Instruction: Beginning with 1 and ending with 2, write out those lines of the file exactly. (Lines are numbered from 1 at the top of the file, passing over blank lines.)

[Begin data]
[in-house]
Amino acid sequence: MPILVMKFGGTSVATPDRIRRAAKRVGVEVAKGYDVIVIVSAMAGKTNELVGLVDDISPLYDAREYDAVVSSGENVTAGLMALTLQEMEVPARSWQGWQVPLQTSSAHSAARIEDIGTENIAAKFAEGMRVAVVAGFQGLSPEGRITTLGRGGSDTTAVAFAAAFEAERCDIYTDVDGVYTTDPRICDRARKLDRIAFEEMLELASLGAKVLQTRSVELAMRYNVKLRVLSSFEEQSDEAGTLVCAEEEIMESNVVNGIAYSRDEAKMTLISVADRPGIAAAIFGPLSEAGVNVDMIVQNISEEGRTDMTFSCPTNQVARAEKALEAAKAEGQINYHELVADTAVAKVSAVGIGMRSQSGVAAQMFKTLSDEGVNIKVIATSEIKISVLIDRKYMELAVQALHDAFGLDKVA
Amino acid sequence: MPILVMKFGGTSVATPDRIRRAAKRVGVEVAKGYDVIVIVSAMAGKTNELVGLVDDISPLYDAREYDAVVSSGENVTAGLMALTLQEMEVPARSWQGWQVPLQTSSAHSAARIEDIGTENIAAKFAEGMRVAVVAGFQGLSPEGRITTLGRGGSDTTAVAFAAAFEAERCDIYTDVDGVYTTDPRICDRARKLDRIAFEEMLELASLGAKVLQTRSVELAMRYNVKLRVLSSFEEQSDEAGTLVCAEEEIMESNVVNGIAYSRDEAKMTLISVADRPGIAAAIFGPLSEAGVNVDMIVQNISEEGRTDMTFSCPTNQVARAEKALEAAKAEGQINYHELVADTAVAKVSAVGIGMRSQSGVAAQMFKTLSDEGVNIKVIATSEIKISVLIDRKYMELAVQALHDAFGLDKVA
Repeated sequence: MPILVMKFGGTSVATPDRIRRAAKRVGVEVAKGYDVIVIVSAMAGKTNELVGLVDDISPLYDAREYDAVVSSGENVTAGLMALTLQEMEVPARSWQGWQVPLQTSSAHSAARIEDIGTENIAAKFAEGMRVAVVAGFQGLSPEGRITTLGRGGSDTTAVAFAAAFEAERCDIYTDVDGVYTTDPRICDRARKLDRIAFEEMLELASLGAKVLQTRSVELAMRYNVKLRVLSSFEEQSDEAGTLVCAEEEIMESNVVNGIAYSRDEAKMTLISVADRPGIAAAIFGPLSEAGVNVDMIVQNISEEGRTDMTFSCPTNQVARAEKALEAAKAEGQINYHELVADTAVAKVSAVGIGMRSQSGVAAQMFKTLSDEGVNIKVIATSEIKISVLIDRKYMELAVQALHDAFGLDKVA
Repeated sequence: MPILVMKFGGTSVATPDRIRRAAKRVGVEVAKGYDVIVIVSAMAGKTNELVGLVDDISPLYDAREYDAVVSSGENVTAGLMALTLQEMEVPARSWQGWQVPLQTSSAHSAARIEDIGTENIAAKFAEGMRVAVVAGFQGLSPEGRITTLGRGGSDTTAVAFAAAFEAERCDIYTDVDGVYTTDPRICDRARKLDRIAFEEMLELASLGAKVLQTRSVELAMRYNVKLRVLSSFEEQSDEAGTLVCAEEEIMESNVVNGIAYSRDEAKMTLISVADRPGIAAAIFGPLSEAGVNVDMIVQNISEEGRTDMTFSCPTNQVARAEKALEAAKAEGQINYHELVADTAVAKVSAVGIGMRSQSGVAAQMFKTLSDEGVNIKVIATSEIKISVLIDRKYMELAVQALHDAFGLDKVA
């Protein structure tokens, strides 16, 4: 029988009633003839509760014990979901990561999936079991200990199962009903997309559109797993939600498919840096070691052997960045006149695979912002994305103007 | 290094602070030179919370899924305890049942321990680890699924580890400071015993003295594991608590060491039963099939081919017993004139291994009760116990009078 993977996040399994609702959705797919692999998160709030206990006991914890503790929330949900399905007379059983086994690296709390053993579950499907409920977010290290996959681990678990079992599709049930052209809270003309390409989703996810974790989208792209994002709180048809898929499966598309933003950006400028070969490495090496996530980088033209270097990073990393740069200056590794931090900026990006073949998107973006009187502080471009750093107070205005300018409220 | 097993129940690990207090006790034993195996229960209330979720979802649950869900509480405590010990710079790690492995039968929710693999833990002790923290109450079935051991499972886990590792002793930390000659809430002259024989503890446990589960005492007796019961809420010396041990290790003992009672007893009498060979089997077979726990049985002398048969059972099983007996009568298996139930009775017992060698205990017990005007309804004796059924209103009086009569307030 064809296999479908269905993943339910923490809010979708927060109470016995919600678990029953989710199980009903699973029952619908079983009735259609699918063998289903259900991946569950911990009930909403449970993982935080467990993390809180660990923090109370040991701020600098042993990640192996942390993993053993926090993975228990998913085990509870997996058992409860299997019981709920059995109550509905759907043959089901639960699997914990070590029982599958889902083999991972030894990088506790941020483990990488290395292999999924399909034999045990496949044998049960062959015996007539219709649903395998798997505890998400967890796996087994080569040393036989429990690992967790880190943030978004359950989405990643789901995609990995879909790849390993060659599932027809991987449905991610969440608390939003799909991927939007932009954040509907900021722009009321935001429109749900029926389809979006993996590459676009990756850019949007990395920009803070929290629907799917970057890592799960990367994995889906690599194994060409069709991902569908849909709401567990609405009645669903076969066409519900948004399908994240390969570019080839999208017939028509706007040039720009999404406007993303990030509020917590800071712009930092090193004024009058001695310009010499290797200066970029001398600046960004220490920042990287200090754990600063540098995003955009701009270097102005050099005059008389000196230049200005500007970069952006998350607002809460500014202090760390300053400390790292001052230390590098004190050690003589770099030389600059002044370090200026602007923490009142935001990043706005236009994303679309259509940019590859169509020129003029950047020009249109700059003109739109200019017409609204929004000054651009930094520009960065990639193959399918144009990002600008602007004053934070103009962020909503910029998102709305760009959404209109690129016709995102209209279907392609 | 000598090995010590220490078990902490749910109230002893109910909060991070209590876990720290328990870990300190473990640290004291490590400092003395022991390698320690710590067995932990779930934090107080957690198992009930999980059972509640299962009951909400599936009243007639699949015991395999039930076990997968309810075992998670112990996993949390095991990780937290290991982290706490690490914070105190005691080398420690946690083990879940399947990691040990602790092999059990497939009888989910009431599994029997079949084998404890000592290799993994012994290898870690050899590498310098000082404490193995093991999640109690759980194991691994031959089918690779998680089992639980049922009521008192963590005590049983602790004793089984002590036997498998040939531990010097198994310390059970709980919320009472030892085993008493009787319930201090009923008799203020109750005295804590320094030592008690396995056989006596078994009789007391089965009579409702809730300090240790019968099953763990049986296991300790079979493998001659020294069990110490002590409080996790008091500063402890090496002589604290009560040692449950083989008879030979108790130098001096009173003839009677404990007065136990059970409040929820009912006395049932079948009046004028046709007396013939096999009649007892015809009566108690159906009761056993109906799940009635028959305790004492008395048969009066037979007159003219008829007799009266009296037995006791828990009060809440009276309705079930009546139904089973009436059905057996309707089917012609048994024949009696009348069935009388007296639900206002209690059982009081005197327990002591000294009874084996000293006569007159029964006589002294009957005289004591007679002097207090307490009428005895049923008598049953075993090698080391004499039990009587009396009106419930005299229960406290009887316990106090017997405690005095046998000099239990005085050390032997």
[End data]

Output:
[in-house]
Amino acid sequence: MPILVMKFGGTSVATPDRIRRAAKRVGVEVAKGYDVIVIVSAMAGKTNELVGLVDDISPLYDAREYDAVVSSGENVTAGLMALTLQEMEVPARSWQGWQVPLQTSSAHSAARIEDIGTENIAAKFAEGMRVAVVAGFQGLSPEGRITTLGRGGSDTTAVAFAAAFEAERCDIYTDVDGVYTTDPRICDRARKLDRIAFEEMLELASLGAKVLQTRSVELAMRYNVKLRVLSSFEEQSDEAGTLVCAEEEIMESNVVNGIAYSRDEAKMTLISVADRPGIAAAIFGPLSEAGVNVDMIVQNISEEGRTDMTFSCPTNQVARAEKALEAAKAEGQINYHELVADTAVAKVSAVGIGMRSQSGVAAQMFKTLSDEGVNIKVIATSEIKISVLIDRKYMELAVQALHDAFGLDKVA